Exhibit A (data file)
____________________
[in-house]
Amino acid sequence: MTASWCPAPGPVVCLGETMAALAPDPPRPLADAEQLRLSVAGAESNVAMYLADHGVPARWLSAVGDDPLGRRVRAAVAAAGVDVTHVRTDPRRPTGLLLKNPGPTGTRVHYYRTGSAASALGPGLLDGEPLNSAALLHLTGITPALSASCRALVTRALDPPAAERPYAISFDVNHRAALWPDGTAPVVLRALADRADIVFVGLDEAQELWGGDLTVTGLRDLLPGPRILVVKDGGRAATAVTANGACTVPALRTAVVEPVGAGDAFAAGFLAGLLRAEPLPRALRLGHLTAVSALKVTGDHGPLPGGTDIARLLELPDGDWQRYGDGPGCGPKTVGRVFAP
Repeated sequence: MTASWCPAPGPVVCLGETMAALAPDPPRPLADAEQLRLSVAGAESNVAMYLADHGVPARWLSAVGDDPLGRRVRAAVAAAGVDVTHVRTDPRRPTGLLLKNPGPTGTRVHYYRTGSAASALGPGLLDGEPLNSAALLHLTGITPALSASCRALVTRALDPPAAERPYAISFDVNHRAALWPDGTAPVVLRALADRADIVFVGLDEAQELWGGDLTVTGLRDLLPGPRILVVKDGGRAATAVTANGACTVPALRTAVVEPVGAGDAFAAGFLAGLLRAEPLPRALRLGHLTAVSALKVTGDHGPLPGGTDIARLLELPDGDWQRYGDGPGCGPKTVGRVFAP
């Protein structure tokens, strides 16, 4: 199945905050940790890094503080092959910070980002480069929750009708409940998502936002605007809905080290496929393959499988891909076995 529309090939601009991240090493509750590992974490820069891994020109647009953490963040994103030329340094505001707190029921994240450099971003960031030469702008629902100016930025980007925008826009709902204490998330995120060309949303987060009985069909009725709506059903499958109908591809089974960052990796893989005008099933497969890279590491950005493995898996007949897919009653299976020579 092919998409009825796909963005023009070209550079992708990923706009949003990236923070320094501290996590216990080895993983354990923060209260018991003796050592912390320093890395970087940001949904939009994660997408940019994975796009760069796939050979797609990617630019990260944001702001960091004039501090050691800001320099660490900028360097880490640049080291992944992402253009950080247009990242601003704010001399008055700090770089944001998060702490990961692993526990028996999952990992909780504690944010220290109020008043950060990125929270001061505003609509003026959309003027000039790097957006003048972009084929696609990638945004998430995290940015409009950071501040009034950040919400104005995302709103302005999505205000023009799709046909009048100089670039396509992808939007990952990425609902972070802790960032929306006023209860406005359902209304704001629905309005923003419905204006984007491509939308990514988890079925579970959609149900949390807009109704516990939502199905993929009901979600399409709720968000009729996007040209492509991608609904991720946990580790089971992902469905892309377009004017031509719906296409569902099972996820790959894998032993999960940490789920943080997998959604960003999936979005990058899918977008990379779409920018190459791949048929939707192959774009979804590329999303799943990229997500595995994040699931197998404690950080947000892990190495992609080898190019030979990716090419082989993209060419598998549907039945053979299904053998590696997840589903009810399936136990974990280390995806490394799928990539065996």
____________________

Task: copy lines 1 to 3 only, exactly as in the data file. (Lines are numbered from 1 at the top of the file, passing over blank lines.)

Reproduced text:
[in-house]
Amino acid sequence: MTASWCPAPGPVVCLGETMAALAPDPPRPLADAEQLRLSVAGAESNVAMYLADHGVPARWLSAVGDDPLGRRVRAAVAAAGVDVTHVRTDPRRPTGLLLKNPGPTGTRVHYYRTGSAASALGPGLLDGEPLNSAALLHLTGITPALSASCRALVTRALDPPAAERPYAISFDVNHRAALWPDGTAPVVLRALADRADIVFVGLDEAQELWGGDLTVTGLRDLLPGPRILVVKDGGRAATAVTANGACTVPALRTAVVEPVGAGDAFAAGFLAGLLRAEPLPRALRLGHLTAVSALKVTGDHGPLPGGTDIARLLELPDGDWQRYGDGPGCGPKTVGRVFAP
Repeated sequence: MTASWCPAPGPVVCLGETMAALAPDPPRPLADAEQLRLSVAGAESNVAMYLADHGVPARWLSAVGDDPLGRRVRAAVAAAGVDVTHVRTDPRRPTGLLLKNPGPTGTRVHYYRTGSAASALGPGLLDGEPLNSAALLHLTGITPALSASCRALVTRALDPPAAERPYAISFDVNHRAALWPDGTAPVVLRALADRADIVFVGLDEAQELWGGDLTVTGLRDLLPGPRILVVKDGGRAATAVTANGACTVPALRTAVVEPVGAGDAFAAGFLAGLLRAEPLPRALRLGHLTAVSALKVTGDHGPLPGGTDIARLLELPDGDWQRYGDGPGCGPKTVGRVFAP